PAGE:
OK. Rant over. Sorry, I just get peeved when I see this type of statement from a politician. It's not very well thought out and just panders to a conservative element in order to get elected.

This type of thinking permeates the rest of his points. Marriage Amendments and support for faith based groups will play well with social conservatives, but they never did well for Bush and could really nail his coffin in the general election. I could go on all day about how ill though out any idea along these lines is bound to be coming from a candidate for President, and creating amendments for social causes and funding religious groups is not really a conservative idea (in the classical sense of conservative).

Lastly, ripping on McCain for his landmark campaign finance bill is pretty disingenuous. Give McCain some credit for pushing something every citizen at the time thought would reform politics in this country, and got considerable resistance from career politicians. Heck, at the time I thought it was a good thing, and the real conservative in this Presidential race (alas, who is now gone) Thompson also voted for it before he realized what the true effect would be on politics.
True, McCain needs to be called to the carpet for not backing down and admitting that his great idea fell flat on his face, and ended up making our lives worse rather than better. But give the guy some credit.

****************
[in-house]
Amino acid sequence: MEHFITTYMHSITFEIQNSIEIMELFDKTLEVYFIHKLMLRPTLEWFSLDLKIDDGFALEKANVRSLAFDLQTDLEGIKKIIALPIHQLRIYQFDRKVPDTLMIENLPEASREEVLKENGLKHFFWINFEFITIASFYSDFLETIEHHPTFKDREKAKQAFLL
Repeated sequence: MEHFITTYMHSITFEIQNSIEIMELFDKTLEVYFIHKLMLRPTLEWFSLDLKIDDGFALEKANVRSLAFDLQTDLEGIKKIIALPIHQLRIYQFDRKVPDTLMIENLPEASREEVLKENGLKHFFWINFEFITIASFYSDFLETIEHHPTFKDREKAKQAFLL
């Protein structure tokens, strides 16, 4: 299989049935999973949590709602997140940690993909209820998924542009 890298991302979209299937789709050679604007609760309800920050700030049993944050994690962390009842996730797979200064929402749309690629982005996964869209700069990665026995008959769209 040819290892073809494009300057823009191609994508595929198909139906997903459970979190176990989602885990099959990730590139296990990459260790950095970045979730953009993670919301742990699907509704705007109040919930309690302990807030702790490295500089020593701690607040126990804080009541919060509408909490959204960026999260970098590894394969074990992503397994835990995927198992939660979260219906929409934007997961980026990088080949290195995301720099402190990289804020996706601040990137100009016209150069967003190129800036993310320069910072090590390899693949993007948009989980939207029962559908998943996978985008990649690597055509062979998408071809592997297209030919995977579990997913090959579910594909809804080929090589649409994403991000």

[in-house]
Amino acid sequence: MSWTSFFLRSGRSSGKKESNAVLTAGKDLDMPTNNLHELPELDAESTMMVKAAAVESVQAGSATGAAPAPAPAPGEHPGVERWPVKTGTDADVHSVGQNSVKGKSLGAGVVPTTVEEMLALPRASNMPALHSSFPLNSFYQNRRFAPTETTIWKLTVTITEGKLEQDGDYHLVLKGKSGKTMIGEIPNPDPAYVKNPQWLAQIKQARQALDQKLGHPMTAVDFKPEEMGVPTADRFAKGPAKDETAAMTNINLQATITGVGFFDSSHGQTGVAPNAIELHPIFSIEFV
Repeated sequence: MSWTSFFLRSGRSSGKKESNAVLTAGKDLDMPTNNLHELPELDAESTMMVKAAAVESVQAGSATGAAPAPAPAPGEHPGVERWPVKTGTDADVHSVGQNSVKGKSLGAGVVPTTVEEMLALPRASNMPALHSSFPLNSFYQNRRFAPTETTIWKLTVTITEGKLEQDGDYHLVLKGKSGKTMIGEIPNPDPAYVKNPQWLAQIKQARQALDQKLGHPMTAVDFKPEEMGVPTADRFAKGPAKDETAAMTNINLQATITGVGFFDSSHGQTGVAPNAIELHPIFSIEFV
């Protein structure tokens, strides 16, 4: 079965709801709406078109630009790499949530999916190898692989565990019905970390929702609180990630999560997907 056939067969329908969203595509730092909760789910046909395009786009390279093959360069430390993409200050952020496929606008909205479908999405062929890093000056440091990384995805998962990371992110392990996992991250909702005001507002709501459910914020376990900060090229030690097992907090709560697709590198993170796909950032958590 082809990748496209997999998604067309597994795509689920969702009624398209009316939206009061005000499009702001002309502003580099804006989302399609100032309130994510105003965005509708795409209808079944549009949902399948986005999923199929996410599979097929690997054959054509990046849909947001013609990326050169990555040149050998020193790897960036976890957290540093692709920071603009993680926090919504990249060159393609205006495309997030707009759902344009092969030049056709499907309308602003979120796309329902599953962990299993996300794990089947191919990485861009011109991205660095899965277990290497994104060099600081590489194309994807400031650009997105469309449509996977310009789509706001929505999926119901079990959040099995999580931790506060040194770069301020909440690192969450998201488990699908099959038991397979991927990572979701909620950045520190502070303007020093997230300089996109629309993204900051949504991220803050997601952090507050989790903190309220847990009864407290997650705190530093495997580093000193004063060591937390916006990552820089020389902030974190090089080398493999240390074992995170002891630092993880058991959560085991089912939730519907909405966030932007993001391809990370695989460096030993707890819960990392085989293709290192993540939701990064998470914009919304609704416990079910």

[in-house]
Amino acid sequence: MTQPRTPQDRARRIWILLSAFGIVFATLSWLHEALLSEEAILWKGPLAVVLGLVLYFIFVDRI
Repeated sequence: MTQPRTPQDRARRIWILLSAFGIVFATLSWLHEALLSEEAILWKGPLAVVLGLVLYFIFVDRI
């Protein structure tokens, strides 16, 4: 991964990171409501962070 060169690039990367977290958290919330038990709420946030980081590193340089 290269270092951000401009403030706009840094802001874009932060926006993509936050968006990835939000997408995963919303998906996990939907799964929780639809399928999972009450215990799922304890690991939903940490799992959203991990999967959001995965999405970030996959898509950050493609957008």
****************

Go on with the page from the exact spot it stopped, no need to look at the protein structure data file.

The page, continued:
The Washington Post took a look at some of what Romney was saying to try to get him away from any image he might have gained in Massachusettes as a liberal on the abortion issue. This is the thing that he gets a lot of criticism about, the possibility that he changed his stance because of where he was running.
Alas, it was too good to end there. The National Review article, by John J. Miller, also noted that Romneysaid during his gubernatorial campaign that he would "fully protect a woman's right to choose" abortion but now says his "political philosophy is pro-life." And it quoted Romney adviser Michael Murphy as saying: "He's been a pro-life Mormon faking it as a pro-choice friendly."
Now he's not as shifty as a Clinton, but you can't have it both ways.